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Cost & Management Accounting

presented by

CA Pradeep D. Kamthkar
M.Com., F.C.A., SET
CA P. Kamthekar 1
Terminology of Cost :
Cost classification by elements, variability, cash
flow etc.

By Elemensts :
 Material Cost
 Labour Cost
 Expenses

CA P. Kamthekar 2
Terminology of Cost :
Material Cost :
The substance from which the product is made is known as material.
The cost incurred for same is known as material cost.

Labour Cost :
For conversion of materials into finished goods, human effort is
needed, such human effort is called as labour. The cost incurred for
same is known as labour cost.

Expenses :
Any other cost besides material and labour is termed as expense.

CA P. Kamthekar 3
Terminology of Cost :
By Variability :
 Direct Cost
 Indirect Cost

CA P. Kamthekar 4
Terminology of Cost :
Direct Cost :
The cost which varies directly with the production activity is
called as direct cost.
Direct cost can be
 Direct Material Cost
 Direct Labour Cost
 Direct Expenses

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Terminology of Cost :
Direct Material Cost :
All materials which becomes an integral part of the finished product and which can be
conveniently assigned to specific physical units is termed as
“Direct Material”. Following are some of the examples of direct material :

 All materials or components specifically purchased, produced or


relinquished from stores.
 Primary packing material (e.g. carton, wrapping, cardboard boxes etc.
 Purchased or partly produced components.

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Terminology of Cost :
Direct Labour Cost :

Labour which takes an active and direct part in the production of a


particular commodity is called direct labour. Direct labour cost are
therefore, specifically and conveniently traceable to specific
products.

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Terminology of Cost :
Direct Expenses :

These are expenses which can be directly, conveniently and wholly


allocated to specific cost centres or cost units.
Examples of such expenses are : hire of some specific machinery
required for a particular contract, cost of defective work incurred in
connection with a particular job or contract etc.

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Terminology of Cost :
Indirect Cost :
The cost which does not vary directly with the production
activity is called as indirect cost.
Indirect cost can be
 Indirect Material Cost
 Indirect Labour Cost
 Indirect Expenses (Overheads)

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Terminology of Cost :
Indirect Material Cost :

All material which is used for purpose ancillary to the business and
which cannot be conveniently assigned to specific physical units is
termed as “Indirect material cost.”
Consumable stores, oil and waste, printing & stationery material
etc. are a few examples of indirect material cost.

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Terminology of Cost :
Indirect Labour Cost :

Labour employed for the purpose of carrying out tasks


incidental to goods, or services provided is indirect labour.
Such labour does not alter the construction, composition or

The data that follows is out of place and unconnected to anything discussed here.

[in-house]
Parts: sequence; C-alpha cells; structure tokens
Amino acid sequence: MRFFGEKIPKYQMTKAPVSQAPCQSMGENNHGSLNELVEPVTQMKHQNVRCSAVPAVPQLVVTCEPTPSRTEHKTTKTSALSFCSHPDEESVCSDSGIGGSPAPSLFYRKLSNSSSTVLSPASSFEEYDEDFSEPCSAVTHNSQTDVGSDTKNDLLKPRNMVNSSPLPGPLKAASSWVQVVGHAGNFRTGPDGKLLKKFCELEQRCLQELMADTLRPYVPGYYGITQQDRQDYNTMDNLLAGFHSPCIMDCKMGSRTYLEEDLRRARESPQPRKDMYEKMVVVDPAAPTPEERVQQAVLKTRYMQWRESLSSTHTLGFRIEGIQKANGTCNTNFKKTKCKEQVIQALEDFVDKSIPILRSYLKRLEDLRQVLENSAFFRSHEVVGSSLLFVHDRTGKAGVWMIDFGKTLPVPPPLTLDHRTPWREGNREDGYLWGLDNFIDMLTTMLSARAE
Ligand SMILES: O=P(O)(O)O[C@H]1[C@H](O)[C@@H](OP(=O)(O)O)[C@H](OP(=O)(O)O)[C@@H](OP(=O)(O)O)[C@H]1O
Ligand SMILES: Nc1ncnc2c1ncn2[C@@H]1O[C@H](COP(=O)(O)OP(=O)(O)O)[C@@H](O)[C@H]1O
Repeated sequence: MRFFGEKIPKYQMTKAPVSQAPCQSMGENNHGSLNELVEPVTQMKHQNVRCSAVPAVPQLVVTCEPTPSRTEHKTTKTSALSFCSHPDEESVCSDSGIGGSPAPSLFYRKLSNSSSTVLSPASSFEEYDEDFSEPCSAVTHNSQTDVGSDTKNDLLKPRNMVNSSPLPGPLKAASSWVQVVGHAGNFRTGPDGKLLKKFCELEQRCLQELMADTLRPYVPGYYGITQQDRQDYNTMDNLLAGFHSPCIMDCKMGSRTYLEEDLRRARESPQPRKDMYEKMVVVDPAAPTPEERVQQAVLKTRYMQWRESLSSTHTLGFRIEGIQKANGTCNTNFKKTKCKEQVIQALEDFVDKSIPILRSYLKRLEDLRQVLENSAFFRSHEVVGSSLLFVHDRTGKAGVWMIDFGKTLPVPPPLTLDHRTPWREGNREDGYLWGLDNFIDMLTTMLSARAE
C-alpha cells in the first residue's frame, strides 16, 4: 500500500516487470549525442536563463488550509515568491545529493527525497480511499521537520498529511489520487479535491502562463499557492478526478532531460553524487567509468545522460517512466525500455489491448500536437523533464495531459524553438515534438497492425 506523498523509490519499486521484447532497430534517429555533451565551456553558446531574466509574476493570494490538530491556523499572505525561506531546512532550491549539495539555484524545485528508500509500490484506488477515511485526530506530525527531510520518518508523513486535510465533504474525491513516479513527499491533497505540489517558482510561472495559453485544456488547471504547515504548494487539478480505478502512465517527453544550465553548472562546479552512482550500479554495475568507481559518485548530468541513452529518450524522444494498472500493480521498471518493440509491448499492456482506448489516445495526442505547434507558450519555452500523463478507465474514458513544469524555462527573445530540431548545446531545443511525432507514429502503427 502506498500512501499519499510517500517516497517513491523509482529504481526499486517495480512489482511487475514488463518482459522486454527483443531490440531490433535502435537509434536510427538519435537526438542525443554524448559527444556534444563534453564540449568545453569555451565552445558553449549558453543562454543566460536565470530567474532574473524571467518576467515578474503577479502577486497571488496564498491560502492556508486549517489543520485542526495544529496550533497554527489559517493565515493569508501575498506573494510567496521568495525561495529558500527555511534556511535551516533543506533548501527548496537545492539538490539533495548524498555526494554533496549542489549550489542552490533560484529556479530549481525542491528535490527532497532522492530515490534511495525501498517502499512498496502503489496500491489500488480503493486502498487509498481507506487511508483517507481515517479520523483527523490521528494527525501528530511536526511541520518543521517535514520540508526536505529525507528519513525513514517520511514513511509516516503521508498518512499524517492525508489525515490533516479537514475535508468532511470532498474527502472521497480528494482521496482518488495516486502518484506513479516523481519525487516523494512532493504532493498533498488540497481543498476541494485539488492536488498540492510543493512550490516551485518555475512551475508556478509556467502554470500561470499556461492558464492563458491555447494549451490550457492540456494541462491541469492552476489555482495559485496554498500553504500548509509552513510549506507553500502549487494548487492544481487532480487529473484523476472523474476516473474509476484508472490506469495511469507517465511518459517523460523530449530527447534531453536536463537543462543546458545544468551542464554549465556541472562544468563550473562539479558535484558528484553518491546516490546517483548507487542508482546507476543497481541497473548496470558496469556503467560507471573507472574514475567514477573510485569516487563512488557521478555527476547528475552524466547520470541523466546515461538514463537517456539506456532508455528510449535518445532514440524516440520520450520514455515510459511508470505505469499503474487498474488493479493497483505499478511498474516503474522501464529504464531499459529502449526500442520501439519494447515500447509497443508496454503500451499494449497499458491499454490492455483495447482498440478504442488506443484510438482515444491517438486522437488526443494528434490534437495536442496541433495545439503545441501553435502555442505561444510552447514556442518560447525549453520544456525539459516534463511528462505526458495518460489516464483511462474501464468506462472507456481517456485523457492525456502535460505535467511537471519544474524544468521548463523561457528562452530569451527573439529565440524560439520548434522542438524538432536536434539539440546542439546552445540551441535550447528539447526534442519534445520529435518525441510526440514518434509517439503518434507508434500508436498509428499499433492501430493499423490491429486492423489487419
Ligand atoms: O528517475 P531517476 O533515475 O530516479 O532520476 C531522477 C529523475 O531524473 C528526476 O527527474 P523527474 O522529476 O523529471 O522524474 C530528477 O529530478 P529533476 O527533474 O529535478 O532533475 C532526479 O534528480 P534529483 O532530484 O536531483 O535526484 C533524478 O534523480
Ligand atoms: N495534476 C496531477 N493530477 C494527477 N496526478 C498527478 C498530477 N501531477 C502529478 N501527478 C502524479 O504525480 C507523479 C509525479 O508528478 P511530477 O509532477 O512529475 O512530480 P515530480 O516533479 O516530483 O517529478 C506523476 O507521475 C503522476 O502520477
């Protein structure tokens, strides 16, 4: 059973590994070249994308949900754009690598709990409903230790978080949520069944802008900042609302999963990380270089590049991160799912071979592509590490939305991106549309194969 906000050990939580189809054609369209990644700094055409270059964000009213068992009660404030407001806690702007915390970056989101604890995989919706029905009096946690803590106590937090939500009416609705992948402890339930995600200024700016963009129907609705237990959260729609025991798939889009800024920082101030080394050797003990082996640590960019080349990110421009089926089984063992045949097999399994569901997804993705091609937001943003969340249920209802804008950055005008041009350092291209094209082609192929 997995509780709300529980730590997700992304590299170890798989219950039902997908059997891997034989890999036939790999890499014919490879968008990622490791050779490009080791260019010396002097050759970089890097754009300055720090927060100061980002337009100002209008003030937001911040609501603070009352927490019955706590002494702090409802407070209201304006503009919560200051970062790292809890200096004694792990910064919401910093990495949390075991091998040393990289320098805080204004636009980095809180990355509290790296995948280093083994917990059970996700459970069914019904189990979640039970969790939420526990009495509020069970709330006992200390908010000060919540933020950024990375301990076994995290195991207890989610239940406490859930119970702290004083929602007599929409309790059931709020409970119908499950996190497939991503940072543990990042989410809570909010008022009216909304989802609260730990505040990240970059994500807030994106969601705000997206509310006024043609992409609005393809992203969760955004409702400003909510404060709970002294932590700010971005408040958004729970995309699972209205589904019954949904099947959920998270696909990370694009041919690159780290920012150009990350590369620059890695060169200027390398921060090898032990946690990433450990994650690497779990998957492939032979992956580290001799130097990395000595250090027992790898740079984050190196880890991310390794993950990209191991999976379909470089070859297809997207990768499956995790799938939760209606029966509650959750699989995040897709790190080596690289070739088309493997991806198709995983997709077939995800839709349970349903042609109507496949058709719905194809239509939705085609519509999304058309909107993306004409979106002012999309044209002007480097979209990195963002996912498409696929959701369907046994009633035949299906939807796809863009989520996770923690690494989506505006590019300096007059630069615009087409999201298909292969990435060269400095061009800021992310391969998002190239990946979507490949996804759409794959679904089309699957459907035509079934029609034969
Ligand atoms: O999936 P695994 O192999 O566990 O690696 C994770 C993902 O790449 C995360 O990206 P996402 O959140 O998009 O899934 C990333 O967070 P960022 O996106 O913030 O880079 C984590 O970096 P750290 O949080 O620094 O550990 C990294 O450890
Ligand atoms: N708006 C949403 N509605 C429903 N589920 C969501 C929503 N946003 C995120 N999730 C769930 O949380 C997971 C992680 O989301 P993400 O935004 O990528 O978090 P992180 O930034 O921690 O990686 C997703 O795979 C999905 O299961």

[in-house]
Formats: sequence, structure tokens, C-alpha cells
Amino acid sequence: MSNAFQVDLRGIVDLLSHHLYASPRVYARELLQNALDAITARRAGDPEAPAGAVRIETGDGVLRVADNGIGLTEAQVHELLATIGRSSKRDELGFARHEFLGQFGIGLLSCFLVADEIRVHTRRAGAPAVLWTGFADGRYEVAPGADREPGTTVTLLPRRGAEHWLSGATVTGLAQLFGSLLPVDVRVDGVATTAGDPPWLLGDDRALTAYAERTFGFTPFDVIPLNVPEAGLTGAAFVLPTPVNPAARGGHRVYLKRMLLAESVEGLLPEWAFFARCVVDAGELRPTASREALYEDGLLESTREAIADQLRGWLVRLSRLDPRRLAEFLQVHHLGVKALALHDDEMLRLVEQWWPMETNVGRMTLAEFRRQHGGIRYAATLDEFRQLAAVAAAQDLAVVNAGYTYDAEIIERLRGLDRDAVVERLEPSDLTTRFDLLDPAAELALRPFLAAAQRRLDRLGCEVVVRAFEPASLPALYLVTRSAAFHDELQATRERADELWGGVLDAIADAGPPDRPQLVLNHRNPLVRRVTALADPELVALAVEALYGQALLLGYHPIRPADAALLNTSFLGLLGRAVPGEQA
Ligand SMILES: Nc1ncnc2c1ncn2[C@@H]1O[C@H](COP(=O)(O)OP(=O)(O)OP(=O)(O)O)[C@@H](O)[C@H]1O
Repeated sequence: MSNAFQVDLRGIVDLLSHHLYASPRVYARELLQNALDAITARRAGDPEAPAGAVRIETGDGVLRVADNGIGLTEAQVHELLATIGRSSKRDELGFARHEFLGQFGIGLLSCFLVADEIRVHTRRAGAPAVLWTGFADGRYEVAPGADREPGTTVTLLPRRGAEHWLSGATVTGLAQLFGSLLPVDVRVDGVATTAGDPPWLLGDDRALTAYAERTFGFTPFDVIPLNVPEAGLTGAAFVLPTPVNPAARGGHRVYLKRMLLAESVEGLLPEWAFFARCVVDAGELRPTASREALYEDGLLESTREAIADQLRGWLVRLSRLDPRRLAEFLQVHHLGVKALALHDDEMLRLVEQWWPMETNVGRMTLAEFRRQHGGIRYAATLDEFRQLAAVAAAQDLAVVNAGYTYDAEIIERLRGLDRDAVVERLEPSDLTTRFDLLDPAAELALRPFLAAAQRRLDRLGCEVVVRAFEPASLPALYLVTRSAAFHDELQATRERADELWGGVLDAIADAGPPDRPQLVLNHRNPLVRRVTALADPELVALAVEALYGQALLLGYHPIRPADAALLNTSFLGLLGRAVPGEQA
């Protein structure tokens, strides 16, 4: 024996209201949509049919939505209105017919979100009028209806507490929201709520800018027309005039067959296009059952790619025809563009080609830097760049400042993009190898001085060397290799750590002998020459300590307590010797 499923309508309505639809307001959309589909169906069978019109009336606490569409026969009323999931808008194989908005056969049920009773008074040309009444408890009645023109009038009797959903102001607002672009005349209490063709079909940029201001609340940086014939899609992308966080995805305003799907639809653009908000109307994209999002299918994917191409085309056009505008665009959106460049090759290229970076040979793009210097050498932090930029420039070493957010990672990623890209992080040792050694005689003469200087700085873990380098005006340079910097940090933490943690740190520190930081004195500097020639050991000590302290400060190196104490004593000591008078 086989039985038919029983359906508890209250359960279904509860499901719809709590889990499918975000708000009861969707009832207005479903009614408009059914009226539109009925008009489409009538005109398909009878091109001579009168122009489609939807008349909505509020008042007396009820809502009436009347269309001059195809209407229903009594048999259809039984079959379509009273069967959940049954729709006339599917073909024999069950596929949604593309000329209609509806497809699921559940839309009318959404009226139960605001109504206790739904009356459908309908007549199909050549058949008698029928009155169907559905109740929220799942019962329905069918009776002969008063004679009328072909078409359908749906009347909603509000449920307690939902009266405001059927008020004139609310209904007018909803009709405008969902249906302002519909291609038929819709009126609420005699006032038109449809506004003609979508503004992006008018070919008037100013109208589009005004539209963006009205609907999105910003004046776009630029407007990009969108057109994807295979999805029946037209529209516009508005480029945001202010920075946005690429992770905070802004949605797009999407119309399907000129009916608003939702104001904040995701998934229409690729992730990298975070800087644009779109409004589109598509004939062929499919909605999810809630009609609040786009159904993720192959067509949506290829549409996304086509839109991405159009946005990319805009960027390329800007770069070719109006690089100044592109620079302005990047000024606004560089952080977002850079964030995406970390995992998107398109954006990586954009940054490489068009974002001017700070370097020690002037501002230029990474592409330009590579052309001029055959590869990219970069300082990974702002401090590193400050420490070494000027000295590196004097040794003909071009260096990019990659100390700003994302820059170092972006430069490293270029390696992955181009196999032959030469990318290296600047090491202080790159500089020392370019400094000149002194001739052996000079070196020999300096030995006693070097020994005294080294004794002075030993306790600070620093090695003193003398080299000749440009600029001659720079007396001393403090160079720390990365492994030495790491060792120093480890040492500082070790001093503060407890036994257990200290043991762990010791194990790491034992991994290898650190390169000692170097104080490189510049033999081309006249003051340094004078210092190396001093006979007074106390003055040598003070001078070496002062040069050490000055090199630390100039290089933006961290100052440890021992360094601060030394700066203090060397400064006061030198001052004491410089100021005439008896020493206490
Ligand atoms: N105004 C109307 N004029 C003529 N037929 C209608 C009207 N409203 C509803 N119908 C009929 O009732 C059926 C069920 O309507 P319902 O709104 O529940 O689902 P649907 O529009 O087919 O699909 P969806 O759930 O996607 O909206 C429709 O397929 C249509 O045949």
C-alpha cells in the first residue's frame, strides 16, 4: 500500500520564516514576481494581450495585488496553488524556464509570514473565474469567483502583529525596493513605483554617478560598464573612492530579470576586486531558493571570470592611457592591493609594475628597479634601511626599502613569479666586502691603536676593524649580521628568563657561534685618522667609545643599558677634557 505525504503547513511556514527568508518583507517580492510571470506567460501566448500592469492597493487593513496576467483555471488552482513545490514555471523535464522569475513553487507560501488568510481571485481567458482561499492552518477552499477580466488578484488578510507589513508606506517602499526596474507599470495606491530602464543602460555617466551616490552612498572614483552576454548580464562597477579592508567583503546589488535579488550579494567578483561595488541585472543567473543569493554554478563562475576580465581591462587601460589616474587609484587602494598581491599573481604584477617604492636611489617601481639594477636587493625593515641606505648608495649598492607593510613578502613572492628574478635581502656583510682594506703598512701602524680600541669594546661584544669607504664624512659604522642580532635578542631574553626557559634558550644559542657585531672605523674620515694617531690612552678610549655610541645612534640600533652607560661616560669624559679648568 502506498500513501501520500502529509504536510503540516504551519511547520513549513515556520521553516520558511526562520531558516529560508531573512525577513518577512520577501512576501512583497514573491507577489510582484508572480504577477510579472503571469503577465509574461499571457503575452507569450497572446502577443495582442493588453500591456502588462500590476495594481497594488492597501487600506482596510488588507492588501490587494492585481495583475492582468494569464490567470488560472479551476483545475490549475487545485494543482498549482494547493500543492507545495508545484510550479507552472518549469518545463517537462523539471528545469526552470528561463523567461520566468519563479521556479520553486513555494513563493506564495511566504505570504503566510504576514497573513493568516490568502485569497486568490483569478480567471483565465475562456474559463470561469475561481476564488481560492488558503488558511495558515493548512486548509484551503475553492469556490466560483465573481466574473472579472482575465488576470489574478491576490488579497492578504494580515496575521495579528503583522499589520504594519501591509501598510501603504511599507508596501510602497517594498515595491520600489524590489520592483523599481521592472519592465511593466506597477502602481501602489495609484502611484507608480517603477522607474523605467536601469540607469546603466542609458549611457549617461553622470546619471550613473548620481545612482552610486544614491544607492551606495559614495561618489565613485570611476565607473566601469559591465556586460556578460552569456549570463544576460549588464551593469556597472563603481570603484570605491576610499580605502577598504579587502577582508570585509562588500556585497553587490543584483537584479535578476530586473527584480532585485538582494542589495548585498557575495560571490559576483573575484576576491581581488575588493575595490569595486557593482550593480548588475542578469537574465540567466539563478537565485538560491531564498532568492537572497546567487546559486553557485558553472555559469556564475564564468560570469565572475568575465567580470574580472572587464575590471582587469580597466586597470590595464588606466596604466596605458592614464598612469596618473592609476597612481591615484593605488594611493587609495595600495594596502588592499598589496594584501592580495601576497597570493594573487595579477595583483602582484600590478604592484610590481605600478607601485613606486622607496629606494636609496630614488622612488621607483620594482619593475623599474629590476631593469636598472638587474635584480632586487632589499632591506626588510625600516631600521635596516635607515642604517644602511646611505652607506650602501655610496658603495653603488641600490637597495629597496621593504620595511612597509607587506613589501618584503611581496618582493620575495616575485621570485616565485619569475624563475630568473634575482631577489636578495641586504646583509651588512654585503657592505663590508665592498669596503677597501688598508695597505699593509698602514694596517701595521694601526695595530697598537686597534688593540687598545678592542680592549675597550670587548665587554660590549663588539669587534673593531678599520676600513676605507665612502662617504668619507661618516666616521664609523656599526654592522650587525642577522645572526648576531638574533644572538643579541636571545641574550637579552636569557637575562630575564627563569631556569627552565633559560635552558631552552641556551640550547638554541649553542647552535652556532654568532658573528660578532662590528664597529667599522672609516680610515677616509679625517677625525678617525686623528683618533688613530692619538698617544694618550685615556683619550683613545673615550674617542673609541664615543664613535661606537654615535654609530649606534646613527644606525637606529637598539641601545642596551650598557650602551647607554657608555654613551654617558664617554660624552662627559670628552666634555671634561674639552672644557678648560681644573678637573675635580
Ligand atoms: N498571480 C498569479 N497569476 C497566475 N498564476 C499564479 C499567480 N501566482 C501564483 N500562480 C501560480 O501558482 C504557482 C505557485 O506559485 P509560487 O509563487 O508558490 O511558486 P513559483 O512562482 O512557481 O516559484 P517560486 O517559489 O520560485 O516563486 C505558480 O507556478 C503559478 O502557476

condition of the product. It cannot be practically traced to
specific units of output. Wages of store-keeper, foremen,
time-keeper, directors fees, salaries of salesman, etc., are
all examples of indirect labour costs.
Indirect labour may relate to the factory, the office or the
selling and distribution divisions.

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Terminology of Cost :
Indirect Expenses (Overheads):

These are expenses which cannot be directly, conveniently


and wholly allocated to cost centres or cost units.
The examples of indirect expenses are rent, rates,
insurance, salaries, lighting charges, etc.

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Terminology of Cost :
Indirect expenses (overheads) are further divided
into three divisions :
1. Factory or Works overheads
2. Office or Administration overheads
3. Selling & Distribution overheads

1. Factory Overheads : Includes,


a) Indirect material used in the factory such as lubricants, oil,
consumable stores etc.
b) Indirect labour such as gate keeper’s salary, time keeper’s
salary,
work manager’s salary, etc.
c) indirect expenses such as factory rent, factory insurance,
factory
lighting, etc.

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Terminology of Cost :
2. Office & Administration Overheads : Includes,
a) Indirect material used in the office such as printing and stationery
materials, brooms and dusters etc.
b) Indirect labour such as salaries of office manager, office accountant,
clerks etc.
c) Indirect expenses such as rent, insurance, lighting of the office, etc.

3. Selling & Distributions Overheads : Includes,


a) Indirect material used such as packing material, printing and
stationery material etc.
b) Indirect labour such as salaries of salesmen and sales manager etc.
c) Indirect expenses such as rent, insurance, advertising expenses etc.

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Terminology of Cost :
 Prime Cost :
It consist of cost of direct material, direct labour and direct
expenses. It is
also known as basic, first or flat cost.

Prime Cost = Direct Material + Direct Labour + Direct Expenses

Question : 1
Calculate the Prime Cost from the following particulars of an
optical manufacturer :
Rs.
Cost of lens purchases 10,000
Cost of frames purchased 2,000
Cost of screws 200
Wages paid for manufacturing opticals 4,000
Hire of a special machine 800

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Terminology of Cost :
 Direct Material Consumed :
The term “Direct Mateial” here refers to “cost of direct materials consumed”.
It is not necessary that all materials purchased during a period are consumed
during the same period. Some materials may remain in stock.
Hence. Cost of materials consumed will have to be ascertained by making